Eleven cats were removed from the study due to lack of follow-up, failure to eat the new diet, and similar issues. This left data for 44 cats (23 in the food toy condition, and 21 in the food bowl condition). 24 cats lost at least 2 BCS points, and 14 cats achieved a BCS of 5; however, there no effect of using a food toy. Cats in either group were equally likely to lose weight. There were also no differences in the owner-perceived QOL ratings between the groups, although all owners rating their cat’s QOL as higher at the end of the study compared to beginning ratings. However, owners in both groups ranked eating and drinking as the most important activity for their cats. Further, owners did not associate weight loss with a change in QOL – there were no differences between the cats who lost weight and those who did not.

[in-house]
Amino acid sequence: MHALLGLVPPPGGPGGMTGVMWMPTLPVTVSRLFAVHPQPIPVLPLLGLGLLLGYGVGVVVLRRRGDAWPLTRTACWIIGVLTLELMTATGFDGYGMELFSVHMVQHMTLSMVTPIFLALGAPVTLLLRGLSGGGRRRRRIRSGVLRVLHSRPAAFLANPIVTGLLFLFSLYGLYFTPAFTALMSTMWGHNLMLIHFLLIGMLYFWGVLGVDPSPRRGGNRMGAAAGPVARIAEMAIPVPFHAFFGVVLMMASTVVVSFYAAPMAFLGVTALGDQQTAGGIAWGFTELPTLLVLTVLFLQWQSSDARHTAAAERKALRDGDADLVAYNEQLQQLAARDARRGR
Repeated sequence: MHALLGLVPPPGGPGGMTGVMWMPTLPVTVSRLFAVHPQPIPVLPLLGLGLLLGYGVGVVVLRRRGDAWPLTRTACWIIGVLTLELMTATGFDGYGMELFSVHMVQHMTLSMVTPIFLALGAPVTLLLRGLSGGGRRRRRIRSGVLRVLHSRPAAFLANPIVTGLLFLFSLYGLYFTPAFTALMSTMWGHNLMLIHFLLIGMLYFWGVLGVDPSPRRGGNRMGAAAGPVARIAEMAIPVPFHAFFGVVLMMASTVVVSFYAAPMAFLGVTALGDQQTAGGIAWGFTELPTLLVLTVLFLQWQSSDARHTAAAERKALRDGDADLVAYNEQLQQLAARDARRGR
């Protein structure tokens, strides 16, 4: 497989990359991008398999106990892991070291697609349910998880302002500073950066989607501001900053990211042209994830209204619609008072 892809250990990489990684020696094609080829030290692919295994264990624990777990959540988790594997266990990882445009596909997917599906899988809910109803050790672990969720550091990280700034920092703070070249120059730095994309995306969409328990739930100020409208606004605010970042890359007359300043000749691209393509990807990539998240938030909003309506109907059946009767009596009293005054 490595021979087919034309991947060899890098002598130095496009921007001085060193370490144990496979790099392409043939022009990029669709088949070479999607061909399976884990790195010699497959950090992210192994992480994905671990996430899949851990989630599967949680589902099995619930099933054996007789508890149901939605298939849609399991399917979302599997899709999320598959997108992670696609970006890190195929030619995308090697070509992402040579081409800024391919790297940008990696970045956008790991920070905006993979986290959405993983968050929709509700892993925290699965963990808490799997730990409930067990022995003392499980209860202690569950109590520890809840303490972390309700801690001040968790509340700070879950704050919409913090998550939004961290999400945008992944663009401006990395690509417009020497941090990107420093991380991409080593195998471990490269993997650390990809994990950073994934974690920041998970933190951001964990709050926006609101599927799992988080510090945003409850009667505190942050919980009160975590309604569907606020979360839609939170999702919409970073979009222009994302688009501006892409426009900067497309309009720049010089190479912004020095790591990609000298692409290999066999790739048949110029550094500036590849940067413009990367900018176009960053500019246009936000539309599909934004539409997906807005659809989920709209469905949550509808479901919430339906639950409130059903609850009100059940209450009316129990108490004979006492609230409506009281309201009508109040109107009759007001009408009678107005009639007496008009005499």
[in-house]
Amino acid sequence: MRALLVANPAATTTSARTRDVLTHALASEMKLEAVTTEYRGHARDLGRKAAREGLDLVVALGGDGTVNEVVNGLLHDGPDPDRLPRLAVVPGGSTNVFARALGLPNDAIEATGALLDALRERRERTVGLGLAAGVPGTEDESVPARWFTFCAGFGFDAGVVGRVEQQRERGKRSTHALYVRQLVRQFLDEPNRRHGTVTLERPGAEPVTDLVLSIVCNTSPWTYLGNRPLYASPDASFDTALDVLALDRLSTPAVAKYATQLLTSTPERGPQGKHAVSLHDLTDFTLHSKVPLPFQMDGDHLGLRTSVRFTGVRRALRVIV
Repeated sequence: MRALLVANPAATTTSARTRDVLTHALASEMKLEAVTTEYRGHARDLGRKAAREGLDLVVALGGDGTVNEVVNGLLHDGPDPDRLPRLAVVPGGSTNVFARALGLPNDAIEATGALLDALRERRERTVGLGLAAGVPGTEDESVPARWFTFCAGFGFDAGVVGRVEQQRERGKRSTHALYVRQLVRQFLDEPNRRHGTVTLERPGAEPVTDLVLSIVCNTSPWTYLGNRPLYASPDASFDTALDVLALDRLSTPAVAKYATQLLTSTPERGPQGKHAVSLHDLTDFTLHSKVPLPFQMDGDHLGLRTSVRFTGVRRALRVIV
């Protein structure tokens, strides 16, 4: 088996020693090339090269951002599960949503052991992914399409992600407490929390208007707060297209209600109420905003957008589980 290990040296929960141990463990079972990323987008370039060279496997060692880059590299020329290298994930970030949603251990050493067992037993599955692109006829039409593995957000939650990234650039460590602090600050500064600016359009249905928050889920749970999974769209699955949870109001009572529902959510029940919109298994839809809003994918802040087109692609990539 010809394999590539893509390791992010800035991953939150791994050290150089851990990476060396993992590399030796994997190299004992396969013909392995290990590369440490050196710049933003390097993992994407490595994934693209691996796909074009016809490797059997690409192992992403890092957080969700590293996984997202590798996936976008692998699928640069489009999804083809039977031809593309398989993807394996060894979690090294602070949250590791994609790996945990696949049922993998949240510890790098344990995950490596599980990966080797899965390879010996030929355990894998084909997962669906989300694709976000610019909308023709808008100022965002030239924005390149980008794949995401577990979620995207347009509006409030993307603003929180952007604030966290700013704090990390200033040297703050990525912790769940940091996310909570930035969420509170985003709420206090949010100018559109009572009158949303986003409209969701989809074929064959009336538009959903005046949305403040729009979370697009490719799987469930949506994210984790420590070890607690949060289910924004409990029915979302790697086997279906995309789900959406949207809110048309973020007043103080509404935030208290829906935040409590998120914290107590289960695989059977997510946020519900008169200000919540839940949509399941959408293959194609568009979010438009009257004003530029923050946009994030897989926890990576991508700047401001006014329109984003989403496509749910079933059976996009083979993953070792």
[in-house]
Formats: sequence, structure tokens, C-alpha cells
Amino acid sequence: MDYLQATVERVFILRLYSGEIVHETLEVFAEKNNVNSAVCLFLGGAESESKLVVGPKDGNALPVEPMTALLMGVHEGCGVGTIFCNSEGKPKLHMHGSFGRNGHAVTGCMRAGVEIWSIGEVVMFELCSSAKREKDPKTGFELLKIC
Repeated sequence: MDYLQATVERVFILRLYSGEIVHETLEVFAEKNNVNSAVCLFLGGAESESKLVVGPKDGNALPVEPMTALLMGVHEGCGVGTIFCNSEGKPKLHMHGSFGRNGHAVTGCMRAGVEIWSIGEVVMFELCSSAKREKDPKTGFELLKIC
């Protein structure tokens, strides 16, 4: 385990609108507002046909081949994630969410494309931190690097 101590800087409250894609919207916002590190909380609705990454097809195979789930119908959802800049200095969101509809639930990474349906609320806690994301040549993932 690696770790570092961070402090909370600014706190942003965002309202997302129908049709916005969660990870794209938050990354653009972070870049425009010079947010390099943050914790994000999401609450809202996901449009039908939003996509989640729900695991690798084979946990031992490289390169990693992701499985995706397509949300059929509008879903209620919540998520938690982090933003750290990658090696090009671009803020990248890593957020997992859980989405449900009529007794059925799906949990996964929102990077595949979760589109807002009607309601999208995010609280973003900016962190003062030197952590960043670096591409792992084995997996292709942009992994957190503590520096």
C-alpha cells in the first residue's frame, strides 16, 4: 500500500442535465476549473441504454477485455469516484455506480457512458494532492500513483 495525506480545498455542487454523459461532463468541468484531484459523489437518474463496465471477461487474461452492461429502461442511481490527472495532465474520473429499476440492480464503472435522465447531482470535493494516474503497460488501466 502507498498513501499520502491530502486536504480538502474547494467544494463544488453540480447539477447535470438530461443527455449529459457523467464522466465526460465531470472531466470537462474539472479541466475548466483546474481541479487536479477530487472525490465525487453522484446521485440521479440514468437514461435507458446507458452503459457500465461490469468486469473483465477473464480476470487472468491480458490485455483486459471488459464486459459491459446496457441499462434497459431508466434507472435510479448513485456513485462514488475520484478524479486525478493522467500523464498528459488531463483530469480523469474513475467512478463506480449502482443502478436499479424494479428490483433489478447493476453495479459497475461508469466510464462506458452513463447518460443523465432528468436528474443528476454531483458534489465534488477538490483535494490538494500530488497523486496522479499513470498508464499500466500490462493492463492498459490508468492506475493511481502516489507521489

Slim Cat ball in use!

As a side-note, the researchers planned ahead for feline protests related to calorie restriction: they recommended that cat owners give their cats zucchini, green beans, cauliflower, lettuce, or broccoli, either plain or with a sprinkle of Forti-Flora probiotic powder. Apparently 32 of the 44 cats enjoyed a little vegetable snack to tide them over between meals! (Since reading this study, I have tried, and failed, to get my cats to eat zucchini).


So – the study failed to find an effect of food puzzles on weight loss or cats’ quality of life in either direction. It was revealed that owner compliance in the food toy group was not so great at first. Owners expressed concerns about using them, especially when there were other pets in the home. Owners also reported “food-seeking” behaviors such as meowing, opening cabinets, or eating other pets’ food, often leading owners to give their cats extra food instead of offering veggies.